Pastor Joe answered the call for authentic leadership. He changed his illustrations to demonstrate that he, too, could be impatient. In staff meetings, he offered honest prayer requests, sharing his concerns for next week’s sermon.
Then he did a 360 evaluation. Members of his board, team and family gave the feedback. What was the one resounding piece of information that Pastor Joe heard back? He needed to be a more authentic leader.
What does it mean to be an authentic leader? How do you change from a top-down management style to one that will allow authentic leadership without losing credibility?
Here are some things that will help in your search for authenticity:
1. Your weaknesses will help. Authentic leaders know themselves. No matter how spiritual you are, you are human. You have weaknesses and strengths. If you focus on your weaknesses as something that need to be fixed, you will attempt to cover them up, hide them. However, if you see your weaknesses as an opportunity to engage others in community, you will find yourself living in authenticity. We aren’t designed to walk alone. Our weaknesses are opportunities to invite others into our lives. Their strengths will match our weaknesses perfectly.
2. Questions are better than answers. God is speaking. When you lay before God not to find the answers so you can tell people what they are but to hear God’s heart, you will find the questions He wants to bring to your congregation. Those questions will move their hearts to attune with His.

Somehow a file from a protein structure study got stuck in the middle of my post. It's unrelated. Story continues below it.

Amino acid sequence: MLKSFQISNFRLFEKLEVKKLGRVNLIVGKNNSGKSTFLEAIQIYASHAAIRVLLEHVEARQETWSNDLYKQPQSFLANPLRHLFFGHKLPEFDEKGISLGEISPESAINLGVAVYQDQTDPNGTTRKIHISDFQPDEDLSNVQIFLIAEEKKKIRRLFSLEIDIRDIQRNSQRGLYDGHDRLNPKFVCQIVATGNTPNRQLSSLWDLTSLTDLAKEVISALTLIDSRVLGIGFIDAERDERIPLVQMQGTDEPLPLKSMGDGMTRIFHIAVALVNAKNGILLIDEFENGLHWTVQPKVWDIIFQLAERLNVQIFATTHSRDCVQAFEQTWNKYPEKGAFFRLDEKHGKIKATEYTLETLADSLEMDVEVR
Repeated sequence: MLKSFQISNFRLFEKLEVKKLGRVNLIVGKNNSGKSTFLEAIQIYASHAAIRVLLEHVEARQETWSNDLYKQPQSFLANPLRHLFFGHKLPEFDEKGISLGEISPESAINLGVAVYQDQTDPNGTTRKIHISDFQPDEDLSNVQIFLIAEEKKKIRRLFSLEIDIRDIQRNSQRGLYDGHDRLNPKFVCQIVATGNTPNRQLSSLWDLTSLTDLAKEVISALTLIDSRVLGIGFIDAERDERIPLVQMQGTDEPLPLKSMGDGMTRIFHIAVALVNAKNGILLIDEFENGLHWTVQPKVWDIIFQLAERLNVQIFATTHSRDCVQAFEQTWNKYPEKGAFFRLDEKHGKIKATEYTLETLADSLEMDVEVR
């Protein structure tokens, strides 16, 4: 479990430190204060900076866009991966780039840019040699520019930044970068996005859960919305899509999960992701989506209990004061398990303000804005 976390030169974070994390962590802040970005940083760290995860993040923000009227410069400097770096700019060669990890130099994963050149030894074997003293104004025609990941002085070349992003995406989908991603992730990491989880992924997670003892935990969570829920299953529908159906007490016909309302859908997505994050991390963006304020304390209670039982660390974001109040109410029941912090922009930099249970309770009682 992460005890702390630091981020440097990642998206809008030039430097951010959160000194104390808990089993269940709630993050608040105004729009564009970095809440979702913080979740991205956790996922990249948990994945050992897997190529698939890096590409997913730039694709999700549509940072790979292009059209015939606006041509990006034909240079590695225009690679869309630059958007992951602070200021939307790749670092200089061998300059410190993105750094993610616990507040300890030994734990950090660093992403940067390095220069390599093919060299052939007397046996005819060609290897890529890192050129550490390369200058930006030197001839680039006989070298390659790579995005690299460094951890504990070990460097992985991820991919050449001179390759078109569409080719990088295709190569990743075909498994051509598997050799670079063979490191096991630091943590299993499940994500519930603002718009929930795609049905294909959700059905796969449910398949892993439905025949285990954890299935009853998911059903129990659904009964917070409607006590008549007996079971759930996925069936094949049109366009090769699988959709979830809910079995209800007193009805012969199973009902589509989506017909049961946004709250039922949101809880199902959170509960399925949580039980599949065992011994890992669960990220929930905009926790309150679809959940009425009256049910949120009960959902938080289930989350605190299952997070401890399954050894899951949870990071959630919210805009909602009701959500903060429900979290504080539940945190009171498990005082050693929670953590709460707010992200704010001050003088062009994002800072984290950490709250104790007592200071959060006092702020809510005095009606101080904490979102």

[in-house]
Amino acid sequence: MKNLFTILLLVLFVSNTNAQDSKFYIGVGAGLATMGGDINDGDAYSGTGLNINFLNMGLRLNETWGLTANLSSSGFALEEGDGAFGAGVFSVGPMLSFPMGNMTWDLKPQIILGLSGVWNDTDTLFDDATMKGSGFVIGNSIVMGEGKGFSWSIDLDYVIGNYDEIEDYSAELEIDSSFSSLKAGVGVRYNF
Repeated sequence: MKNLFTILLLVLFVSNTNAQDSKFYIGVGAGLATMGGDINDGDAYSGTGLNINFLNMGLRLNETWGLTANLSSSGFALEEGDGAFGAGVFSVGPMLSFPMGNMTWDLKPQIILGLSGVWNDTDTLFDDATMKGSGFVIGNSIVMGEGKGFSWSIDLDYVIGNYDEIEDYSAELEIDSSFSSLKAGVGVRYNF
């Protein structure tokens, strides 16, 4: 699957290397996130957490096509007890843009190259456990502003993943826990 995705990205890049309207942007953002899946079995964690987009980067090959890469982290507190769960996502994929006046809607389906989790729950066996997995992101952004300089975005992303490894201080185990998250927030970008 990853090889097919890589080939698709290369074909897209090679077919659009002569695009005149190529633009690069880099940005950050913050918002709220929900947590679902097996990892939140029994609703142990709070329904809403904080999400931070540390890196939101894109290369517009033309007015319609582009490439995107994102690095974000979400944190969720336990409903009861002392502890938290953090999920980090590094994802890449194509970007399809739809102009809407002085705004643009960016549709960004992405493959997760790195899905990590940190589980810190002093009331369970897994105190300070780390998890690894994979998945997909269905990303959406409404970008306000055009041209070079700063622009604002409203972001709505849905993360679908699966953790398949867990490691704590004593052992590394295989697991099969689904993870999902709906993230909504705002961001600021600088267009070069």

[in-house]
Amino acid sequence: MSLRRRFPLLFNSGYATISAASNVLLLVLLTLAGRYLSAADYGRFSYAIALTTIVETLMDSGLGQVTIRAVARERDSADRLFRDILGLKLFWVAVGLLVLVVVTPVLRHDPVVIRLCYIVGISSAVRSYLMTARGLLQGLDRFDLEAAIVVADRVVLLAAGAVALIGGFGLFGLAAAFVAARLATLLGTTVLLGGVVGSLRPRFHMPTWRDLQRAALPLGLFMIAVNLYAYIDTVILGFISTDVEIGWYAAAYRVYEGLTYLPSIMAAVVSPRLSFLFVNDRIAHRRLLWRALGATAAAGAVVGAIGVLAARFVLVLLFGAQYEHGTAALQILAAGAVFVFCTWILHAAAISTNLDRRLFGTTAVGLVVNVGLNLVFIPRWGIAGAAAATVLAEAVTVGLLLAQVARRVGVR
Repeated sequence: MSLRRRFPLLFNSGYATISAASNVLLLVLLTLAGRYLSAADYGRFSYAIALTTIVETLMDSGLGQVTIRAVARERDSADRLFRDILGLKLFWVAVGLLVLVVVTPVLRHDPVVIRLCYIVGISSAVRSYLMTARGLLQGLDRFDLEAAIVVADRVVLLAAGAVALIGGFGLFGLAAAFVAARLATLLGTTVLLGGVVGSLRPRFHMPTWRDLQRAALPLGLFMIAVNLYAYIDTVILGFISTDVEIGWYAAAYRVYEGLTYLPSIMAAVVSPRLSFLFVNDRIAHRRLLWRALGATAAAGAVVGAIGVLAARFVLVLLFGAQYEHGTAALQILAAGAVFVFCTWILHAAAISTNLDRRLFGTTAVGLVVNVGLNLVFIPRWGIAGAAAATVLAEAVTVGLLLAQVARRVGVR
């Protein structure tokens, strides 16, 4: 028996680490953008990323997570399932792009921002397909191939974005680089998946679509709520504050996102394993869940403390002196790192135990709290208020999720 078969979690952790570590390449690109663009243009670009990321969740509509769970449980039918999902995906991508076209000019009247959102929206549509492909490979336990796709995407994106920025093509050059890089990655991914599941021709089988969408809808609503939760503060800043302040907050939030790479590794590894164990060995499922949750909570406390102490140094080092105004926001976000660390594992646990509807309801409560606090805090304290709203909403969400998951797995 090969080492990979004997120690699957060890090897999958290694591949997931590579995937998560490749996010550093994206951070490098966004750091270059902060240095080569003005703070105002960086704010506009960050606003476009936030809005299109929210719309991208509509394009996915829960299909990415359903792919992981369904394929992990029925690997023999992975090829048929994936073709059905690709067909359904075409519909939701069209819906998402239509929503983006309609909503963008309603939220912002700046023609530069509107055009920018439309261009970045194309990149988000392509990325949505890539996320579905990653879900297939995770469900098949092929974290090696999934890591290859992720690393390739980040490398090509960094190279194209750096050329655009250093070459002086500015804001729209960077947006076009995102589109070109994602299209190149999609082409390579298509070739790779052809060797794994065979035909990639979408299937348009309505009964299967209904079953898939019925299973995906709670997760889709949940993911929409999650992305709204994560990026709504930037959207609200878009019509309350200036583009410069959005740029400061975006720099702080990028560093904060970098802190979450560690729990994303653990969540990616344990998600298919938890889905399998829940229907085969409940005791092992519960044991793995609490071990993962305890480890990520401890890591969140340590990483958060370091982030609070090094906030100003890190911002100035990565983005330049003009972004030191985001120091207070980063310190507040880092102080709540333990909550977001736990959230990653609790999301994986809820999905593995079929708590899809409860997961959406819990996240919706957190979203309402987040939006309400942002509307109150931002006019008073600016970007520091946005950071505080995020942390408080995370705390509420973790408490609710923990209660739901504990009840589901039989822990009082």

3. The Spirit is at work. God is more interested than you can possibly ever be in seeing your congregation make an impact in your community. How could you figure out what the Spirit is saying to the hearts of your congregation? How could you harness His call in their hearts to help them work together to impact your community?
Sometimes it feels like people want more from us than we can give. Perhaps the way to authentic leadership isn’t about exposure but about need—our need for community and the community’s need to make a real difference.
Pastor Joe decided to change his approach. He gave himself six weeks to try a different approach and see how it worked. For starters, he came to staff meeting with the topic God placed on his heart and asked his staff, “Why would God want to say this to our people? How can we help them apply His Word while they sit in their cubicles and work the line? How can we deliver God’s Word in a way that will make a difference?”
Kim Martinez is an ordained Assemblies of God pastor with a master’s degree in theology from Fuller Seminary. She is a ministry and life development coach and can be found online at deepimprints.com. She writes a weekly column for ministrytodaymag.com.